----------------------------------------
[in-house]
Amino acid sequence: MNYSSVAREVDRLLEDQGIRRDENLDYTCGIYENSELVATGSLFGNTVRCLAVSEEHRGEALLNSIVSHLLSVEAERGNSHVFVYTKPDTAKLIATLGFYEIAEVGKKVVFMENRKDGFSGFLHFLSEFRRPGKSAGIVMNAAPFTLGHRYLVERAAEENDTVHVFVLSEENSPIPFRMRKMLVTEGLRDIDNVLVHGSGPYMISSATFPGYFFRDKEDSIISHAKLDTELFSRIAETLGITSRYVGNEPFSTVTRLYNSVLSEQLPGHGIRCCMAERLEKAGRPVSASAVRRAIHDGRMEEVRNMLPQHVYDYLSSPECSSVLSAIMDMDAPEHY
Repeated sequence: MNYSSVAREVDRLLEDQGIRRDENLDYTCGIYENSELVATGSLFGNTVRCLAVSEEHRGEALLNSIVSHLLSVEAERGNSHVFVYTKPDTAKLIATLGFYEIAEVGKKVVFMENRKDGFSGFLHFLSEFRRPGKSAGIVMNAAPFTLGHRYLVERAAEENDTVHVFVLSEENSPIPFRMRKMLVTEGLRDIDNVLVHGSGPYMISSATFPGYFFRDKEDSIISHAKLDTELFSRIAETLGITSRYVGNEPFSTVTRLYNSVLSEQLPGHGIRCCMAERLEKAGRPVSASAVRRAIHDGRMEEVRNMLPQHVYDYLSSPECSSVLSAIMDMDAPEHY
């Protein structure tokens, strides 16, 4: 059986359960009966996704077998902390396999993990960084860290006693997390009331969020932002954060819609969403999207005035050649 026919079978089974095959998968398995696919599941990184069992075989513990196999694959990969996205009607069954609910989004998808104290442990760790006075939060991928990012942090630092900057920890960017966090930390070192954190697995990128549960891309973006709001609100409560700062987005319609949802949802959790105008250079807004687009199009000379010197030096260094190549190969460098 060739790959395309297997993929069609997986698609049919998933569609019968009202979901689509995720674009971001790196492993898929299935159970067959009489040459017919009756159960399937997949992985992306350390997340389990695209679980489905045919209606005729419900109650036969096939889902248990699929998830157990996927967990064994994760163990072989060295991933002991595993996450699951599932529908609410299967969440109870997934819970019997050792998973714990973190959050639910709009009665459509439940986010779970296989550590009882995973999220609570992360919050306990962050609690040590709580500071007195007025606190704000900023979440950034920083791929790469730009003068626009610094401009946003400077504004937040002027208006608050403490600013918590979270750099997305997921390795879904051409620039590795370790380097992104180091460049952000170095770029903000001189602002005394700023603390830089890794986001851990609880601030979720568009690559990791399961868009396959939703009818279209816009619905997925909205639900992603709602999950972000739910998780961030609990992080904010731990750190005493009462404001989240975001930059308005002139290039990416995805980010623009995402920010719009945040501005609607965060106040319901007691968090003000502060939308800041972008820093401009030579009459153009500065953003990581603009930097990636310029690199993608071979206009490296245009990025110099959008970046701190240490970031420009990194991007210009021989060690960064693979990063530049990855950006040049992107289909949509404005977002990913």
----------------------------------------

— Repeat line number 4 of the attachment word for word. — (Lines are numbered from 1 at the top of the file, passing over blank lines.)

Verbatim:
């Protein structure tokens, strides 16, 4: 059986359960009966996704077998902390396999993990960084860290006693997390009331969020932002954060819609969403999207005035050649 026919079978089974095959998968398995696919599941990184069992075989513990196999694959990969996205009607069954609910989004998808104290442990760790006075939060991928990012942090630092900057920890960017966090930390070192954190697995990128549960891309973006709001609100409560700062987005319609949802949802959790105008250079807004687009199009000379010197030096260094190549190969460098 060739790959395309297997993929069609997986698609049919998933569609019968009202979901689509995720674009971001790196492993898929299935159970067959009489040459017919009756159960399937997949992985992306350390997340389990695209679980489905045919209606005729419900109650036969096939889902248990699929998830157990996927967990064994994760163990072989060295991933002991595993996450699951599932529908609410299967969440109870997934819970019997050792998973714990973190959050639910709009009665459509439940986010779970296989550590009882995973999220609570992360919050306990962050609690040590709580500071007195007025606190704000900023979440950034920083791929790469730009003068626009610094401009946003400077504004937040002027208006608050403490600013918590979270750099997305997921390795879904051409620039590795370790380097992104180091460049952000170095770029903000001189602002005394700023603390830089890794986001851990609880601030979720568009690559990791399961868009396959939703009818279209816009619905997925909205639900992603709602999950972000739910998780961030609990992080904010731990750190005493009462404001989240975001930059308005002139290039990416995805980010623009995402920010719009945040501005609607965060106040319901007691968090003000502060939308800041972008820093401009030579009459153009500065953003990581603009930097990636310029690199993608071979206009490296245009990025110099959008970046701190240490970031420009990194991007210009021989060690960064693979990063530049990855950006040049992107289909949509404005977002990913």